Detect and protect against antibiotic resistance : CDC’s initiative to outsmart this threat
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Detect and protect against antibiotic resistance : CDC’s initiative to outsmart this threat

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      It’s been called public health’s ticking time bomb.

      Antibiotic resistance—when bacteria don’t respond to the drugs designed to kill them—threatens to return us to the time when simple infections were often fatal.

      Today, antibiotic resistance annually causes more than 2 million illnesses and 23,000 deaths in the United States.

      Tomorrow, if it continues on its current course, could be

      even worse:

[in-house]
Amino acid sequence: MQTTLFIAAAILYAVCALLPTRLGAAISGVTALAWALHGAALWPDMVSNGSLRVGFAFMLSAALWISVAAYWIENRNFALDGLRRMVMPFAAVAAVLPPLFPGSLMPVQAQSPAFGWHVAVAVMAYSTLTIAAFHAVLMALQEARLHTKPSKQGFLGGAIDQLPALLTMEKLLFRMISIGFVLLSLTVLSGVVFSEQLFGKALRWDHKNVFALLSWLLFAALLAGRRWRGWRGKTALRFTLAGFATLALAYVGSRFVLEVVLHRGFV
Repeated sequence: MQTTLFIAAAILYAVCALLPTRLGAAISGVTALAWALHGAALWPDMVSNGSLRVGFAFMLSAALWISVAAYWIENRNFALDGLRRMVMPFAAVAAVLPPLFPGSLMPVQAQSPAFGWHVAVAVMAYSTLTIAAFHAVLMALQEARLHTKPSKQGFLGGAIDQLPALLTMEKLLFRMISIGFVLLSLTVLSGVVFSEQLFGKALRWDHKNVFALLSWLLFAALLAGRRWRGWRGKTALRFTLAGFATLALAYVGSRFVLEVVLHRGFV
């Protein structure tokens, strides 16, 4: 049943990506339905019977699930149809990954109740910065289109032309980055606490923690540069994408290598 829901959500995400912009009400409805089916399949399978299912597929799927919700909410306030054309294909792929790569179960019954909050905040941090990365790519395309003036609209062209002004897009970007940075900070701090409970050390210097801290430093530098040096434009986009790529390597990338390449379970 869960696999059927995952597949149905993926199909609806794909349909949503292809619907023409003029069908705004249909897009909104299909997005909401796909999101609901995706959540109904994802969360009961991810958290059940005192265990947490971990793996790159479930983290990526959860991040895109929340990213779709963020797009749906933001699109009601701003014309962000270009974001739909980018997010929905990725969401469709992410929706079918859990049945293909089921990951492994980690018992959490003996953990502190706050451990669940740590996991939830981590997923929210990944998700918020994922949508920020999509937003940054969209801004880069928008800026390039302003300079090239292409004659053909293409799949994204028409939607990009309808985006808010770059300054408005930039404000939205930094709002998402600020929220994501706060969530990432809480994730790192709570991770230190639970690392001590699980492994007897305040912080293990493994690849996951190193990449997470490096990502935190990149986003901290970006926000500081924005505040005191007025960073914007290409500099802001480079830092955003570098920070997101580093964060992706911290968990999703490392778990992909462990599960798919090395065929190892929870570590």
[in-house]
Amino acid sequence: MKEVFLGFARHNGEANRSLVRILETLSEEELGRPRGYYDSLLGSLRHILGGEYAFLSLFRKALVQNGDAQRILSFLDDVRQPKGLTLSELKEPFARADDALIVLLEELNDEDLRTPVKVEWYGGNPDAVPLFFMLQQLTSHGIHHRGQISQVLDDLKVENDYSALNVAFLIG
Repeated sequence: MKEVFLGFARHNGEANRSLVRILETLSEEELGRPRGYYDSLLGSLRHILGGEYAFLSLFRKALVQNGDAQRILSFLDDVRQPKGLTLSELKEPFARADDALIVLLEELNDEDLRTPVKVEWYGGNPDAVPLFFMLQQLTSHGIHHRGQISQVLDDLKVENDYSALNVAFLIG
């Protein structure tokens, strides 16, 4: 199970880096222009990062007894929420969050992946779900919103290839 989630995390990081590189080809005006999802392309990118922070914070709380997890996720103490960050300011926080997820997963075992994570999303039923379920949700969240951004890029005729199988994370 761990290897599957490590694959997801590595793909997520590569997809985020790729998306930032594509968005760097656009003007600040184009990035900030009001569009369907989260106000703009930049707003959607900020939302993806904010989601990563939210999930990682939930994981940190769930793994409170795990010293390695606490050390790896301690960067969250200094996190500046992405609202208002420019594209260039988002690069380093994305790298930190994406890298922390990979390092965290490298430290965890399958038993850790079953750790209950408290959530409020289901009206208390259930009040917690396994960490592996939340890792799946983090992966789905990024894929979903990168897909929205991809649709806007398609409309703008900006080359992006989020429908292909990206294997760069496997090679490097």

• A simple cut of the finger could lead to a life threatening infection.

      • Common surgical procedures, such as hip and knee replacements, would be far riskier because of the danger of infection.

      • Dialysis patients could develop untreatable bloodstream infections.

      • Life-saving treatments that suppress immune systems, such as chemotherapy and organ transplants, could potentially cause more harm than good.

      We need to outsmart antibiotic resistance—now. The Detect and Protect Against Antibiotic Resistance Initiative (known as the AR Initiative) gives us a good head start. The 2015 President’s Budget requests $30 million annual funding level for 5 years for the AR Initiative—part of a broader CDC strategy to target investment to achieve measureable results in four core areas:

      • Detect and track patterns of antibiotic resistance.

      • Respond to outbreaks involving antibiotic-resistant bacteria.

      • Prevent infections from occurring and resistant bacteria from spreading.

      • Discover new antibiotics and new diagnostic tests for resistant bacteria.


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